Tax & admin · 15 March 2017

Chancellor sensationally scraps planned self-employed NICs increase

Philip Hammond is the new chancellor
Hammond’s pledge to increase NICs from the self-employed clashed with the Conservative Party’s manifesto pledge

Following his Spring Budget 2017 speech, chancellor Philip Hammond has reversed plans for a Class 4 NICs increase for the UK’s self-employed workers.

In a letter written to Conservative Party MPs, Hammond stated that “there will be no increases in NICs rates in this Parliament”, citing the party’s 2015 election manifesto pledge as the factor.

The Class 4 NICs increase was to be incrementally made over the next three years, intending to close the gap in contributions between self-employed workers and the 12 per cent paid by full-time employees. The plans were set to raise Class 4 NICs from nine per cent to ten per cent in April 2018, and to 11 per cent in 2019.

In the letter, Hammond confirmed the abolition of Class 2 NICs from April 2018.

 

Hammond letter

Hammond letter
Hammond’s letter to his colleagues confirmed abolition of Class 2 NICs next year

Commenting on the NICs increase “stunning u-turn”, deVere Group CEO, Nigel Green, said hiking taxes on the self-employed would only serve to “punish ambition and undermine aspiration” in Britain.

“Whilst we welcome this climbdown, it does show just how out of touch this government is with Britain’s hardworking, already-squeezed and over-taxed entrepreneurs – the lifeblood of the UK economy,” he said.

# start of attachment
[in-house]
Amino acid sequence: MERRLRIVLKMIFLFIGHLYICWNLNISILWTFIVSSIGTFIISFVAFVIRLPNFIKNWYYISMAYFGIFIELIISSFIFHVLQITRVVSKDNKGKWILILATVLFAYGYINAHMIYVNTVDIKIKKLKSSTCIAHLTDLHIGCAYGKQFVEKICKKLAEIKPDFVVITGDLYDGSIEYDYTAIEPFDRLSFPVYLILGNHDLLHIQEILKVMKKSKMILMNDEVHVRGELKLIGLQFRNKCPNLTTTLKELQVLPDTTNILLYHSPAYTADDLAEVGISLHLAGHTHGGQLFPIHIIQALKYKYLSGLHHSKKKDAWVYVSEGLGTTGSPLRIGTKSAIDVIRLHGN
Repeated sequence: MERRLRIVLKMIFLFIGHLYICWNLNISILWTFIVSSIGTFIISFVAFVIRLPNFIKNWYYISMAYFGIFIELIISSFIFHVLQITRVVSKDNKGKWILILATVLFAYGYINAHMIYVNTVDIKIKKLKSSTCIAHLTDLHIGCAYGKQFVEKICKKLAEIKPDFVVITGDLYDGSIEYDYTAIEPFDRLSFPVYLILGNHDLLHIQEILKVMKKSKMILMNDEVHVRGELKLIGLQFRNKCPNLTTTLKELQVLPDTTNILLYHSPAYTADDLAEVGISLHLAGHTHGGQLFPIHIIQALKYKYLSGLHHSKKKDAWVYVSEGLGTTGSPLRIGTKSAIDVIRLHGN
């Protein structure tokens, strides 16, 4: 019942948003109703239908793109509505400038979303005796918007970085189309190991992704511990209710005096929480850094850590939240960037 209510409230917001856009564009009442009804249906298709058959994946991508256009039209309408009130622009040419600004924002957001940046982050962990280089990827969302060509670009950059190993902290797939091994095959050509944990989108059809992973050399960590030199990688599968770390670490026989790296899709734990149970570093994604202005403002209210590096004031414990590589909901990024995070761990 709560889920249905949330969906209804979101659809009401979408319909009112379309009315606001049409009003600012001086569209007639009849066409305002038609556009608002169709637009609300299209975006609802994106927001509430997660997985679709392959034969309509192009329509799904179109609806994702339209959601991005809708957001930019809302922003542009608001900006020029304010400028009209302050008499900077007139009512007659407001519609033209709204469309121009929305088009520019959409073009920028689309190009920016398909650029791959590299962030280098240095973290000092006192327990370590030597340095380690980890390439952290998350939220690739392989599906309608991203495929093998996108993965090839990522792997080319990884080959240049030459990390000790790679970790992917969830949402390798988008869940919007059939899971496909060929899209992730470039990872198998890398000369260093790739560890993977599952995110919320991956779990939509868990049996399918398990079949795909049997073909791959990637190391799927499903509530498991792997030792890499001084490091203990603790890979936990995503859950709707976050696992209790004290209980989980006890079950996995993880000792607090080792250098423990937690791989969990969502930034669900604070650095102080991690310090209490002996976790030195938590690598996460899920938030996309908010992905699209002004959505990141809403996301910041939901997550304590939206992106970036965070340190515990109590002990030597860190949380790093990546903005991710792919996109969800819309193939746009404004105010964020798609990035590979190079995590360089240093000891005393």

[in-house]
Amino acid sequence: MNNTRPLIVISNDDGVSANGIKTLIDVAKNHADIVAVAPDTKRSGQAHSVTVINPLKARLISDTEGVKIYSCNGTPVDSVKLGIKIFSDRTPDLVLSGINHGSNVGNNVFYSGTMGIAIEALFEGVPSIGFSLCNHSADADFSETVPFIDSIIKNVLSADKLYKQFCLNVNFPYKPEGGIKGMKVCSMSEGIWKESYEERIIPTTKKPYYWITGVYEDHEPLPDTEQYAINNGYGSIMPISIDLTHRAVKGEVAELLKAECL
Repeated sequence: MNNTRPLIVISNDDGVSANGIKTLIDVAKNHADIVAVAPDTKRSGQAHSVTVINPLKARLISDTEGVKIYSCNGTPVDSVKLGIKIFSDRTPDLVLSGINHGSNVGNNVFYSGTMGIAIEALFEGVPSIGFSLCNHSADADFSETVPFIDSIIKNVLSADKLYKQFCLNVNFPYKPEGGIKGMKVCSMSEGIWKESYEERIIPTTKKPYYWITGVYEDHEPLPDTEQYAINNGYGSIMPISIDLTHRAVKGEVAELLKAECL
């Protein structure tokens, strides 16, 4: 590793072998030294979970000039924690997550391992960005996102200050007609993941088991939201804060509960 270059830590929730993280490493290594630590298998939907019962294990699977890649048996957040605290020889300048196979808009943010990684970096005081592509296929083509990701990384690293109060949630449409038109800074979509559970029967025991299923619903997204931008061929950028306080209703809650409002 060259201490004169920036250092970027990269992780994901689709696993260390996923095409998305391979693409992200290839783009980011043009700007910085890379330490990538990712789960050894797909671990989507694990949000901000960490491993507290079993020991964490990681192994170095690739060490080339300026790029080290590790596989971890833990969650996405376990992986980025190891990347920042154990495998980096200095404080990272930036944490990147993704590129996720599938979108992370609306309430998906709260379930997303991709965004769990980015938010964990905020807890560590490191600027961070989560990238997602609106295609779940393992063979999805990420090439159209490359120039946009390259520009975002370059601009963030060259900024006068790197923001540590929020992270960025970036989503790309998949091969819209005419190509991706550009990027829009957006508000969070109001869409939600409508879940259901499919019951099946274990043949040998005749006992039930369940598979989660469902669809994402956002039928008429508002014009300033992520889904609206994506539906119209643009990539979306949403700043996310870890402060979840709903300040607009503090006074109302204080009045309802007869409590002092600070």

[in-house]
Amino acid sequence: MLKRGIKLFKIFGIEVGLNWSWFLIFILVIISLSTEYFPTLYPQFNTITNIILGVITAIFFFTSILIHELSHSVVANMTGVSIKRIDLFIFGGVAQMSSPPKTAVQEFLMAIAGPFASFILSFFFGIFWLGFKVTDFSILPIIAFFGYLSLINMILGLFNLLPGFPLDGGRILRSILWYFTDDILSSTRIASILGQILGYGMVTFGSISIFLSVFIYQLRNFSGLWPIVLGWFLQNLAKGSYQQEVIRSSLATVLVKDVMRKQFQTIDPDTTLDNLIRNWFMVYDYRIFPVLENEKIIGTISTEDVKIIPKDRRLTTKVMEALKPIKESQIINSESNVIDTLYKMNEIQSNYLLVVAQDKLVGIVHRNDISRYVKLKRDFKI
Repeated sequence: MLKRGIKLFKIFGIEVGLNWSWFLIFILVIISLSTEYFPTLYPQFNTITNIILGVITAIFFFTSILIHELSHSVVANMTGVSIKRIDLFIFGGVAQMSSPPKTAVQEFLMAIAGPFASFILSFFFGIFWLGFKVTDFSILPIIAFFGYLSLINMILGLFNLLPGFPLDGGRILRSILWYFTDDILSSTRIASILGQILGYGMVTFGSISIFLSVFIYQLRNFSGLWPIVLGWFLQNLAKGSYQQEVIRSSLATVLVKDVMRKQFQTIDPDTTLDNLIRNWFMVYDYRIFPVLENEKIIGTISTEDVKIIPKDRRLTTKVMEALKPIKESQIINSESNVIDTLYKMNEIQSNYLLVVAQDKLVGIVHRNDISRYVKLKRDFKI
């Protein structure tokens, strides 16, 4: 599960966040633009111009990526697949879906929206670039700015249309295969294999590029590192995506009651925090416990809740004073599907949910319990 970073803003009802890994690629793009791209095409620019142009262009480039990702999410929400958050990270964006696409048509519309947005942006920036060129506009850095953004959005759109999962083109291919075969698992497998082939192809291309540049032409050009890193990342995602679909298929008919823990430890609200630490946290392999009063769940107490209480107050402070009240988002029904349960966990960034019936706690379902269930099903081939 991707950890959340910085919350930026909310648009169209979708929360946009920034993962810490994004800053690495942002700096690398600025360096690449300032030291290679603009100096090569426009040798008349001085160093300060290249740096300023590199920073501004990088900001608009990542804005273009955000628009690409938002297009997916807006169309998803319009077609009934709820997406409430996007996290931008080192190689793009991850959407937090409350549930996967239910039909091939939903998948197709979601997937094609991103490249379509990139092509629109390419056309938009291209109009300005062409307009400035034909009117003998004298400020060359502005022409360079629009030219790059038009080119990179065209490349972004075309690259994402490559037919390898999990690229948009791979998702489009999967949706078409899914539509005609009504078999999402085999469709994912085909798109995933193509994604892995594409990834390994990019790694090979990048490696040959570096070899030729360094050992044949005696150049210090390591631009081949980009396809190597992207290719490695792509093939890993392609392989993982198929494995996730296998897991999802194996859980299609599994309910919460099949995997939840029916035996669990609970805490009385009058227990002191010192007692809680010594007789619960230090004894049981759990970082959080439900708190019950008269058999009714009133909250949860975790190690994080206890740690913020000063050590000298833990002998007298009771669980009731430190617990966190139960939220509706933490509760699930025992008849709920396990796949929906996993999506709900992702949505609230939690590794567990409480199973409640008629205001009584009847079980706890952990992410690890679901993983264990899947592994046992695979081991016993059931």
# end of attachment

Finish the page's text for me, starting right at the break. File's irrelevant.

Green added: “This grinding u-turn is now a golden opportunity for this government to go one step further and better incentivise those self-reliant individuals who take on the responsibility, risk and burden of setting up companies and creating jobs and wealth. This is perhaps more important than ever as Britain prepares to launch divorce proceedings from the EU.”

Lucy-Rose Walker, CEO of Entrepreneurial Spark, said her organisation – which opposed the NICs increase – was “delighted” over the decision.

“To truly succeed as a nation we need to reward, rather than discourage, entrepreneurship. We’d still like to see more be done regarding other policies announced during the Budget, in particular the cut to dividend tax credits, but this is certainly a step in the right direction,” she said in a statement.

However, the announcement was not positively received by all.

In response to Hammond’s reversal on an NICs increase, Sean McCann, chartered financial planner at NFU Mutual, warned that self-employed people could still pick up the bill in other ways.

“The true cost of this decision may still be borne by the self-employed,” said McCann.

He added: “It’s clear that the chancellor will look to recoup money from other sources and many tax reliefs will be in his sights. The likes of Business Property Relief – used by many sole traders and partnerships to hand down family businesses free of inheritance tax – could now be under threat and any sense of relief among self-employed people could become a sense of foreboding once the autumn Budget draws near.”

Find out how the future of self-employment could look in Britain as we interview the man behind the Taylor review

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ABOUT THE EXPERT

Simon Caldwell is a reporter for Business Advice. He has a BA in politics and communications from the University of Liverpool, and previously worked as a content editor in the ecommerce industry.

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